Since it came out this past November, Ridley Scott’s Napoleon has drawn a variety of critical reactions. Whatever else can be said about it, it certainly takes a different tack from past depictions of that particular French Emperor. It was, perhaps, Scott’s good luck not to have to go up against the Napoleon picture that Stanley Kubrick dreamed of making, but even so, there are plenty of other precedents dating from throughout cinema history. The most formidable must surely be Napoléon, from 1927, also known as Napoléon vu par Abel Gance (Abel Gance being one of France’s foremost silent-era auteurs), which depicts the protagonist’s early years over the course of, in at least one of its many versions, five and a half hours.
Granted that, almost a century later, a silent historical epic as long as three average movies may be considered something of a “hard sell.” But if you’re intrigued, consider starting with the half-hour-long introduction to Napoléon above by The Cinema Cartography’s Lewis Bond, previously featured here on Open Culture for his exegesis of everything from the rule-breaking of the French New Wave to the poetry of Andrei Tarkovsky and the copycat-ism of Quentin Tarantino to the aesthetic of anime. We can thus rest assured that when Bond says that Napoléon, “without hyperbole, is the most inventive cinematic endeavor in the history of the medium,” he doesn’t do so lightly.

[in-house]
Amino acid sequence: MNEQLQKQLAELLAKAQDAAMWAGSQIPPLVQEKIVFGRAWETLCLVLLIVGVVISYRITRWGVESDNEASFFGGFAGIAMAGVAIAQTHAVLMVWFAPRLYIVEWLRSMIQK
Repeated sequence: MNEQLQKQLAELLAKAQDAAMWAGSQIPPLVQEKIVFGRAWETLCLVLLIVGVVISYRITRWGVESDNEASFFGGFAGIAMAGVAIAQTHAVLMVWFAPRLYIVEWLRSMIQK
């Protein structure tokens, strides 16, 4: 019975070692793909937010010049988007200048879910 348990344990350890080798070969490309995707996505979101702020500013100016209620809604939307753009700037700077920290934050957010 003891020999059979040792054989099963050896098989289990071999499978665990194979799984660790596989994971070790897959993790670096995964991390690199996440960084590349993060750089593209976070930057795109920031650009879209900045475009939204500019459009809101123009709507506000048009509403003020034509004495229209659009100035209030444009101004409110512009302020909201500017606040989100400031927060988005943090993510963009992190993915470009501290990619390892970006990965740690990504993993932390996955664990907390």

Like any good video essayist, Bond first provides context, framing Gance as a kind of early nineteenth-century Romantic artist working in the early twentieth, a descendant of Victor Hugo working in film rather than literature. But whatever this information may do to enrich your viewing experience, “many of the great works don’t hide their greatness away,” and Napoléon is one of the works in which that greatness is “visible from the moment you set your eyes to it.” Even its very first sequence, in which a young Napoleon leads his military-school compatriots in a large-scale snowball fight, is executed with the kind of camera moves and image dissolves that would only find their way into standard cinematic grammar decades later.
This technical and formal ingenuity continues throughout the film: “with the sheer breadth of techniques, and just how ostentatious they are, it’s difficult to pack everything Napoléon presents us into a cohesive package.” This makes Gance, who always had “a penchant for displeasing his producers due to his constant desire to disrupt film language,” look like a Nouvelle Vague filmmaker avant la lettre. It also reveals his understanding that cinema, far from the novelty entertainment some had dismissed in his time, “was to be the medium in which our next great Homeric epic will emerge.” With Napoléon, Gance and his collaborators created not just a movie but a “panorama of existence, which would entrance the viewers in an almost religious delirium” — an experience sure to be intensified, for those whose religious leanings tend toward the cinematic, by the restored seven-hour cut scheduled to debut next year.
Based in Seoul, Colin Marshall writes and broadcasts on cities, language, and culture. His projects include the Substack newsletter Books on Cities, the book The Stateless City: a Walk through 21st-Century Los Angeles and the video series The City in Cinema. Follow him on Twitter at @colinmarshall or on Facebook.